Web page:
By the numbers: business not found

Recent statistics show that less than half of Australian businesses have a website.
Written by Phil Dobbie, Contributor

The latest Australian Bureau of Statistics (ABS) data shows a 6 per cent growth in the number of companies with a website. But the biggest surprise is the number of businesses that still don't have one.

ABS statistics released last week show how many companies are embracing the internet. Most notably, businesses received orders totalling $189 billion in the 2010-11 financial year, 32 per cent up on a year before. But behind these promising figures lurks a startling fact: the majority of Australian businesses don't even have a website.

As you'd expect, big companies (employing 200 people or more) nearly all have their own place online (we won't make much of a fuss about the 2.7 per cent that don't). But a quarter of companies with 20-199 employees don't have any web presence. The issue is worse with micro businesses — only one third of them have a website.

What's going on? Every company has something to sell, surely; and they are losing out if they don't have a chance of appearing on a Google results page.

In case you are wondering who these web-shy companies are, more than half of them are in the retail trade. This means that there are 40,000 retailers in Australia eking out a living, but hidden from the view of those on the world wide web.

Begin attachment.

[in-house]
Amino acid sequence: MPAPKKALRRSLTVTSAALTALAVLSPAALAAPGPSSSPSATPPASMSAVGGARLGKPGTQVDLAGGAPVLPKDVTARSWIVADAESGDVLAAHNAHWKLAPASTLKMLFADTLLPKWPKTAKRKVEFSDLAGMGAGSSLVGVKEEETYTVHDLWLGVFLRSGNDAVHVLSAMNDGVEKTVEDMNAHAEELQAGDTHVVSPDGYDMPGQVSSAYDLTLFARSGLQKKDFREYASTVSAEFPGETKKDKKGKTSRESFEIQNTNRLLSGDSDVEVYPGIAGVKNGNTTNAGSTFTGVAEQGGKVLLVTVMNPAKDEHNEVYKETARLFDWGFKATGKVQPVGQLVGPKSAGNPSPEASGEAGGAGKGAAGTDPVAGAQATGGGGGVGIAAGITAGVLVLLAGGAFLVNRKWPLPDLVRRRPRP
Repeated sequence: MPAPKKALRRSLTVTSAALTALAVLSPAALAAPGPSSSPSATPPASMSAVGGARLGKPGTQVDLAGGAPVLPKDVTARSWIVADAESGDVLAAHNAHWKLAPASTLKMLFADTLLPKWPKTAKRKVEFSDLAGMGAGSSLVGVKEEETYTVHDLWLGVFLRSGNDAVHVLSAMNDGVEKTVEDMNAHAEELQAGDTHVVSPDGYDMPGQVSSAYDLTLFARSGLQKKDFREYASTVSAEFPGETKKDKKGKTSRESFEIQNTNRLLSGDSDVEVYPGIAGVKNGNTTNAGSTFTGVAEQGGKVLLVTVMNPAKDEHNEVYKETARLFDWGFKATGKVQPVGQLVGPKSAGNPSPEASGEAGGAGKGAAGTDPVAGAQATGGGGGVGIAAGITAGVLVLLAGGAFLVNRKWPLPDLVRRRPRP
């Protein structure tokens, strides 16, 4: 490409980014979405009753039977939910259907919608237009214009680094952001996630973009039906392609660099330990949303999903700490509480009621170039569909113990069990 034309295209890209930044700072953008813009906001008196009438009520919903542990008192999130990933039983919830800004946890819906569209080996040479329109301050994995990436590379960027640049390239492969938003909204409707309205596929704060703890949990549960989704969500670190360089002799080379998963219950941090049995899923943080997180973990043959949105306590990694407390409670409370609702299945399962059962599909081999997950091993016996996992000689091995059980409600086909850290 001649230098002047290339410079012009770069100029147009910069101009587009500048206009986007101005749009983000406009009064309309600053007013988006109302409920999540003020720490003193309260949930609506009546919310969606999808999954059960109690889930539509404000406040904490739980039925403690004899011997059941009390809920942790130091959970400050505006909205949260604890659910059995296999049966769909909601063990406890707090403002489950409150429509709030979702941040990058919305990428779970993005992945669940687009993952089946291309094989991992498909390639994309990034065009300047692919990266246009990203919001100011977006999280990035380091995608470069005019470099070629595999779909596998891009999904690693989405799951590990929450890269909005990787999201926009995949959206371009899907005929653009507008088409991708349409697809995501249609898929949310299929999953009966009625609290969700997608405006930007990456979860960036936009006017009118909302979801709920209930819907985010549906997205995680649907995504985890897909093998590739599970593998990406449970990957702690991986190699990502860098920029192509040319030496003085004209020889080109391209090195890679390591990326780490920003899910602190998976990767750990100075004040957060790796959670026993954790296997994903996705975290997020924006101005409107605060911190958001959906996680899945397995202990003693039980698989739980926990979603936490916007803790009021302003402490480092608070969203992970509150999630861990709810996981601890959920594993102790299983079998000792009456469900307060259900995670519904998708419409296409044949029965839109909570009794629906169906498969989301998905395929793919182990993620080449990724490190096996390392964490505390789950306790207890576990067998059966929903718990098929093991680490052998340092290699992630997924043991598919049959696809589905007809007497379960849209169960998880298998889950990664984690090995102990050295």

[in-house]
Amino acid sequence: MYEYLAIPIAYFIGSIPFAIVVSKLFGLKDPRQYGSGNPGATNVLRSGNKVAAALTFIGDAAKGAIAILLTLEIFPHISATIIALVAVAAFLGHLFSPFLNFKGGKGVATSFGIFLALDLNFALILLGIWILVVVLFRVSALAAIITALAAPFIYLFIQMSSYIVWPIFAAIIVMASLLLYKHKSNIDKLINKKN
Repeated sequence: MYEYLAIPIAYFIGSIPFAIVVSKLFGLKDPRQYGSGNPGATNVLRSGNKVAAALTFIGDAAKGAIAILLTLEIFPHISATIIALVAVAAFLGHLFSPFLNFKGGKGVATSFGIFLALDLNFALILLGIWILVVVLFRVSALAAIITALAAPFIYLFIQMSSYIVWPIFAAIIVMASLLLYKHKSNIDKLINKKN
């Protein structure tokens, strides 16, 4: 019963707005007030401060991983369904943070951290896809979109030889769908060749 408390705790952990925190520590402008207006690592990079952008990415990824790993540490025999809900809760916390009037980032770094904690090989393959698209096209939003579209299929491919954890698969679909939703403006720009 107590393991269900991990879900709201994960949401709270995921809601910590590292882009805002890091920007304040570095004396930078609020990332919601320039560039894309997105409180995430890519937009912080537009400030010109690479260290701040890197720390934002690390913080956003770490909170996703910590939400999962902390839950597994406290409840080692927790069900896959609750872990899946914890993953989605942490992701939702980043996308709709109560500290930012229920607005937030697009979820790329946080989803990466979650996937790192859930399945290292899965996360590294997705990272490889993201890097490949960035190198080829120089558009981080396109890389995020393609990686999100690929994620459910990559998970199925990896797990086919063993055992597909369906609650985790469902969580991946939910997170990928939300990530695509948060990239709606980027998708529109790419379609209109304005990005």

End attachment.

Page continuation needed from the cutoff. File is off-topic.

In fact, they are more likely to have bought stuff themselves on the internet than they are to have a website of their own. It's a trend that applies to many industry sectors. These companies are not ignorant to the benefits of the internet; 90 per cent of them have a broadband connection. They simply have chosen, for whatever reason, not to showcase their wares online.

By the Numbers
Credit: Phil Dobbie/ZDNet Australia

Perhaps it falls in the too-hard (or too-expensive) basket. Or it's just not it in their DNA. Sadly, the ABS thinks that only one third of Australian businesses have introduced innovative activity (as defined by the Oslo manual); 6 per cent have tried to innovate and abandoned it.

Building a website is hardly what you'd call innovative these days, but these figures demonstrate a widespread lackadaisical attitude towards the internet and IT that must be hindering the productivity of Aussie businesses. I suspect that a large part of the problem is a lack of online expertise; which means that there's never been a better time to be a web developer.

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